16 After swearing her oath, Jacquette told Marescot that she had been holding her baby at the window
De Chauny, said a chronicler, was an obvious choice, “thefirst person to be suspected of the crime, because of the great hatred he had for the duke, who had 19 seduced his wife and taken her to live with him.” And when the valet drew a direct line fromLouis’s murder to the knight’s guilt, and the examiner brought this fresh information to his superior, it moved de Chauny right to the top of the list. “To learn the truth of the matter,” Guillaume now directed his officers to find and arrest the broker.“I commanded that the broker who had rented the house where the culprits had lodged and lain in 29 imprisoned at the Châtelet, in order to be examined in connection with the case.” The provostdelegated this task to two sergeants, Adam Boucart and Jean Le Gendre, who set off at once to track down the broker and bring him in.
When heopened his door again a few minutes later to help put out the fire next door, he said, the man was 8 Cagne had dashed over to say that the Duke of Orleans had merely “had a scare.” Saying he knew nothing more about the business, the baker concluded his statement by telling de Campagnolles that for the past week, he and his wife, as well as their servants, had heard noises coming from the housenext door at odd times, including the sound of horses. As they passed the barbershop, Gilet told Cardon, one of them struck the candleholder there with his lance, putting out the lights as he shouted, “We’re the watch!” When theexaminer probed further as to where the riders and the other men had gone, Gilet said that he “saw and heard them going all the way down the Rue aux Oues to the Rue Saint-Denis.” “And after that?”“I have no idea.”“How were they dressed?
15 Oues, had also seen the horsemen pass. Deposed by Jean Briand, he said there were “twenty or thirty of them,” all wearing masks and carrying weapons and heading toward the Rue Saint-Denis
Fovel was also unsure where the suspects had gone, but he had gotten a better look at them than the others had and was able to provide some details of their clothing. Deposed by an examiner named Aubert de la Porte, Fovel gave his age as “twenty-two or thereabouts.” In his statement, Fovel said that he and several other apprentices were in the shop thenight before, “between eight and nine o’clock,” when they heard a commotion in the street.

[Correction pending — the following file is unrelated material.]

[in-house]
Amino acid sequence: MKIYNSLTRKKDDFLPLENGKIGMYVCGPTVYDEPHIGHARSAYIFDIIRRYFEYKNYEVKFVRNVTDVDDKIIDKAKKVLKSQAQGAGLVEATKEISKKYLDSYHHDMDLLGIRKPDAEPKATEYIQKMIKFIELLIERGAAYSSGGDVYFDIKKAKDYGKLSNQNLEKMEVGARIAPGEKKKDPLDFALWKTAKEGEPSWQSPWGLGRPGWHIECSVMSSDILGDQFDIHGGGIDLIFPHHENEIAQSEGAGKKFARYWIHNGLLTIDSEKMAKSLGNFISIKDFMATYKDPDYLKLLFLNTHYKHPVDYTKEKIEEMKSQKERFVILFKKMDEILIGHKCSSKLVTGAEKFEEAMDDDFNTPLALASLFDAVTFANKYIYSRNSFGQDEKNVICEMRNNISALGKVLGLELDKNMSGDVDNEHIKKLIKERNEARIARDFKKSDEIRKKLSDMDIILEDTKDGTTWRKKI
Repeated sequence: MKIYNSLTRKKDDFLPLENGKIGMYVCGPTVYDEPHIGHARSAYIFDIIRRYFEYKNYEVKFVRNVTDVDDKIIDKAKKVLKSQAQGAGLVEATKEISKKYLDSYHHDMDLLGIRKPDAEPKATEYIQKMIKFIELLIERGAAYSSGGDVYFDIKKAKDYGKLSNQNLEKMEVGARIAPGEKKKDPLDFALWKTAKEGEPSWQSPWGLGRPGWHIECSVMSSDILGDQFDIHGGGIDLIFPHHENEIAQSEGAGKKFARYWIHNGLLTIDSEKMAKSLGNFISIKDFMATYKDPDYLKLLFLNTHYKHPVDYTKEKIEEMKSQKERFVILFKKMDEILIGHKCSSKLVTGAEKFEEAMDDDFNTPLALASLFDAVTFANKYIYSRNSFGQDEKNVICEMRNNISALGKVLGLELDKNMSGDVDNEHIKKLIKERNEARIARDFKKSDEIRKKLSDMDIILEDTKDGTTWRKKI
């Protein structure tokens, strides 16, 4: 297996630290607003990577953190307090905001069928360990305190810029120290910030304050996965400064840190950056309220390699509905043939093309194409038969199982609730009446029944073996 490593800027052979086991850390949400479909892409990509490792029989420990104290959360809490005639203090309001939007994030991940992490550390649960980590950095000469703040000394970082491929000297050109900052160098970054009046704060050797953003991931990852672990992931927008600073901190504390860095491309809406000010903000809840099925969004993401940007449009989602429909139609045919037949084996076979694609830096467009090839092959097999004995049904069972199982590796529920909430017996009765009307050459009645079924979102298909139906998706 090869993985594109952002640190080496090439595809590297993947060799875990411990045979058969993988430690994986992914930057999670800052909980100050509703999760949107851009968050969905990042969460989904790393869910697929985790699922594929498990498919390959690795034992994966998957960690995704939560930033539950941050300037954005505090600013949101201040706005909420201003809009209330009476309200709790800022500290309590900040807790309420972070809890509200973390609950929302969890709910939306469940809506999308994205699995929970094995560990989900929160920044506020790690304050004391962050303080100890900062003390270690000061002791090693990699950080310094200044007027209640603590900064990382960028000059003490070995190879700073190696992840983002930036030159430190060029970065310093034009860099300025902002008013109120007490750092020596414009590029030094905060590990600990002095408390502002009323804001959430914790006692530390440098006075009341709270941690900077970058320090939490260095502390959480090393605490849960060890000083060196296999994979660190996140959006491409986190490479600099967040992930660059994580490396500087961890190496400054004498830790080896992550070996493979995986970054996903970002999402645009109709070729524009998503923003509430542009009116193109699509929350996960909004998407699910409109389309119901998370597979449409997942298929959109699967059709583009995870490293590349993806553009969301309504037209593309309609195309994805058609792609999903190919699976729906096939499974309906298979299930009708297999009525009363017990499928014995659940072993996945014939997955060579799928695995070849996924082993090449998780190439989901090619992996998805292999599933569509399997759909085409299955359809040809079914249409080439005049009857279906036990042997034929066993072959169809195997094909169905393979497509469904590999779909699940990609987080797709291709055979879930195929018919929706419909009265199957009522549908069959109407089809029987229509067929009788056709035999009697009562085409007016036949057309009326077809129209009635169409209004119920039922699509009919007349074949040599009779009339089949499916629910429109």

17 The same age as Fovel, “twenty-two or thereabouts,” he agreed in the main
But then, after almost twenty of them had been deposed without any useful results, the examiners found Girard Lendouil, the water carrier who had made a delivery to the Fouchier house on the day of 19 the murder and who had seen and spoken with the apparent ringleader. He went on to say that they had ordered twelve voies of water to be delivered to the house inquestion and that the two men had warily supervised the delivery, preventing the carriers from taking the water around to the stables and insisting that they pour it into “a cistern near the gate, under acovered walkway.” But that was all he knew, and he had not seen either man again after he and his comrades left the premises.
33 Duke John of Burgundy
Rumor had it thatLouis had once even pursued John’s wife, Marguerite of Bavaria, “said to be one of the most 2 beautiful women of that time.” The royal palace was often the scene of late-night masques and balls, and at one such affair, Louis reportedly followed the duchess into a secluded part of the palace andtried to seduce her. When she told John aboutit afterward, he “solemnly swore to his wife that he would avenge the crime with the culprit’s 3 blood.”Another version had Louis boasting to John at a banquet about his private collection of portraits depicting all of the beautiful women he had enjoyed.
4 Louis had in fact made a conquest of Marguerite. From that day on, it was said, John secretly began to plot Louis’s death
Louis was outgoing and gregarious, never appearing in public in anything but the finest clothes, while John was wary and suspicious of others and seemed to care littleabout his appearance. The club and the plane were humble everyday devices compared to the noble lion, the royal fleur-de-lis, andother aristocratic symbols, but there was no mistaking the violence threatened by each.
8 Ich houd, which translates as “I hold.”